2022 marks 10 years since the horrific Ali Enterprises fire that killed over 250 garment workers in Pakistan yet rights for workers in the garment and textile industry have hardly progressed. There is still no safety agreement that holds employers and international brands accountable for implementing basic safety protocols and procedures, leaving workers in almost the same conditions that led to this catastrophic fire – the deadliest ever in the global garment industry. This is evidenced by data collected by an incidence tracker which has recorded over a dozen incidents resulting in deaths and injuries in garment factories in Pakistan over the past 18 months.
In Pakistan, an estimated 2.2 million workers produce garments, 1.8 million make textiles, and 200,000 are employed in the footwear and leather industry, supplying for large global brands such as Levi’s, H&M, and Ikea. To understand what changes need to be made to protect workers, the Clean Clothes Campaign conducted a broad survey of almost 600 workers covering issues from workplace harassment, workplace health and safety, and worker wellbeing.
The most pressing of the issues covered in the report were the deficiencies in some of the most basic provisions for factory safety in garment production in Pakistan, even those mandated by law. 85% of workers reported no access to proper exit stairwells in the case of a fire. One in five workers reported that their workplace lacked fire drills and were unaware of emergency escape routes and exits. Additionally, the survey found that independent factory inspections were not taking place in Pakistan, therefore while workers reported the existence of fire alarms and some safety mechanisms, there have been no regular inspections conducted to ensure systems and equipment are operating safely.
Worryingly, in factories where women account for the majority of workers, only three-quarters of workers reported that they had access to escape routes that were clear from obstruction.
The results of the survey illustrate the pressing need for the International Accord for Health and Safety in the Textile and Garment Industry to expand to Pakistan. The Accord would ensure regular independent factory inspections by qualified engineers, require compliance with time bound corrective action plans to correct identified safety hazards, and provide a complaint mechanism by which workers can hold factory management accountable for implementing safety procedures, without fear of retaliation. The involvement of local unions and other local workers’ rights organisations in the design, governance, and implementation of the expansion of the Accord to Pakistan will be of vital importance.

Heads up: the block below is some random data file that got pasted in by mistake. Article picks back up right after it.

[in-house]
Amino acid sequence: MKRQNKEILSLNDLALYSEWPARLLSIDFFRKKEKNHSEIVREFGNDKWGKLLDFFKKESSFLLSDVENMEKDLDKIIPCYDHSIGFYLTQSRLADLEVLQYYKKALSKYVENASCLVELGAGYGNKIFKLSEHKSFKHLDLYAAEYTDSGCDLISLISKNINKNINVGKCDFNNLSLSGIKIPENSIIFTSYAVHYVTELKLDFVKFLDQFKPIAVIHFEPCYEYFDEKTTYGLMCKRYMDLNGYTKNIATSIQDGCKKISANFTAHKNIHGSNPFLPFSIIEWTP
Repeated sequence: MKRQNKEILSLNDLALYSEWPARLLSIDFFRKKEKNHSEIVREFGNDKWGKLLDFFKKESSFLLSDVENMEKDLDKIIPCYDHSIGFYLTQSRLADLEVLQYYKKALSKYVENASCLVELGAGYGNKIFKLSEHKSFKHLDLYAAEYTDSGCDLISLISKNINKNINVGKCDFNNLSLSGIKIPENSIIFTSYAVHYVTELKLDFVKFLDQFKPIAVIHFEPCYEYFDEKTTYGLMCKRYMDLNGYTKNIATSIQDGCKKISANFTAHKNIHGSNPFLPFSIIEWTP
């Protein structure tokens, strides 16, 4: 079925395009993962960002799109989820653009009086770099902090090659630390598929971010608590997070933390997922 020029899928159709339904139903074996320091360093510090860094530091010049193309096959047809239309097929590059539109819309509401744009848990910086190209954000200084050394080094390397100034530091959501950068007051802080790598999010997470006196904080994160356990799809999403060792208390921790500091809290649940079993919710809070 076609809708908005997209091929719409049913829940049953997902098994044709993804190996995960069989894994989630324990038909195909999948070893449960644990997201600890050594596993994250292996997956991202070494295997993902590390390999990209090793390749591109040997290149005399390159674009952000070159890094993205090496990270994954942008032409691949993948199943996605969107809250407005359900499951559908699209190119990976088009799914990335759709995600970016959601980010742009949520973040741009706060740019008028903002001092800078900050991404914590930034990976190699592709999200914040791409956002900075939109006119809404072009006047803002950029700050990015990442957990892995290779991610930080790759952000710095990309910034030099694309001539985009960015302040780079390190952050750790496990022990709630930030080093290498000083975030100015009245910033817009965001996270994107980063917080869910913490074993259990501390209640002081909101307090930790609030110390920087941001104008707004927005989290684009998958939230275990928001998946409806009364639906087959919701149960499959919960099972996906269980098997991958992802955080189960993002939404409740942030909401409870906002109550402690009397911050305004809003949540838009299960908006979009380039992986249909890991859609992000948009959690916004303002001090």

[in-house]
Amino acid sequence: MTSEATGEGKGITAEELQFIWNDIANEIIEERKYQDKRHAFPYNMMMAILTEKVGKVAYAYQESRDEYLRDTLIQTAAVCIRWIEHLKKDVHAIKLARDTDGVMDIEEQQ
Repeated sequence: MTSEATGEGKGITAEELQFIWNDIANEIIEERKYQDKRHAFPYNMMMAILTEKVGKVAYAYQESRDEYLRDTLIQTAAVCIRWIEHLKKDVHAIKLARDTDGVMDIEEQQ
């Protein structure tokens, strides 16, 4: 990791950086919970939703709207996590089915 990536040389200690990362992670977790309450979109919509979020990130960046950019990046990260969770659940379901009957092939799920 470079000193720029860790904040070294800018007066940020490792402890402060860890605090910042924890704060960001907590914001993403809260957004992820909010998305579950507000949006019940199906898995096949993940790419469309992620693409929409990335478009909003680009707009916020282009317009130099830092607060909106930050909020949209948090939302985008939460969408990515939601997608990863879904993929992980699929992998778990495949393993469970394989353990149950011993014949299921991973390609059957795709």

These conditions cannot be ignored any longer by those who preside over the global supply chain. Ineke Zeldenrust of Clean Clothes Campaign remarks, “The responsibility to ensure factory workers in Pakistan are safe when they go to work falls on the brands who source and profit from these factories. Brands have the power to lead the way and make changes with the potential to improve the lives of millions of workers by giving them what we should all be entitled to expect – a safe and healthy workplace and the right to be part of the process of making it so.”
Nasir Mansoor, General Secretary of National Trade Union Federation in Pakistan states, “Workers and local unions have been demanding a binding safety agreement for years. Implementing the International Accord in Pakistan would not only ensure the safety of workers but also ensure workers have space to negotiate directly with brands and factory workers. Workers in Pakistan are in desperate need of a binding safety agreement, not only to fix safety issues within factories but to also provide workers security by fixing the low rates of worker registration.”
Khalid Mahmood, Director of Labour Education Foundation in Pakistan states, “Even though the health and safety laws in Sindh and Punjab provinces have been strengthened in the last few years, without proper implementation of these laws and absence of effective labour inspections, workers’ safety cannot be ensured”.
Zehra Khan, General Secretary of Home Based Women Workers Federation in Pakistan states, “It’s clear that workers' safety is a gendered issue, with women faring consistently worse than their male counterparts in the garment industry. Implementing the Accord would have enormous benefits for women’s safety in the workplace and would give us a mechanism to have our complaints properly heard and responded to.”
Download the entire report here.
Ineke Zeldenrust +31 6 51 28 02 10
Tessa Pang +31 6 59 35 45 28, email@example.com
The Wales Institute of Social and Economic Research, Data and Methods (WISERD) is a national, interdisciplinary, social science research institute.
Using innovative approaches, their research spans the fields of economics, sociology, geography and political science. They are a collaborative venture between the universities of Aberystwyth, Bangor, Cardiff, South Wales and Swansea – working together to improve the quality and quantity of social science research in Wales and beyond. Their research effects change by influencing the development of policy and practice across a range of sectors. wiserd.ac.uk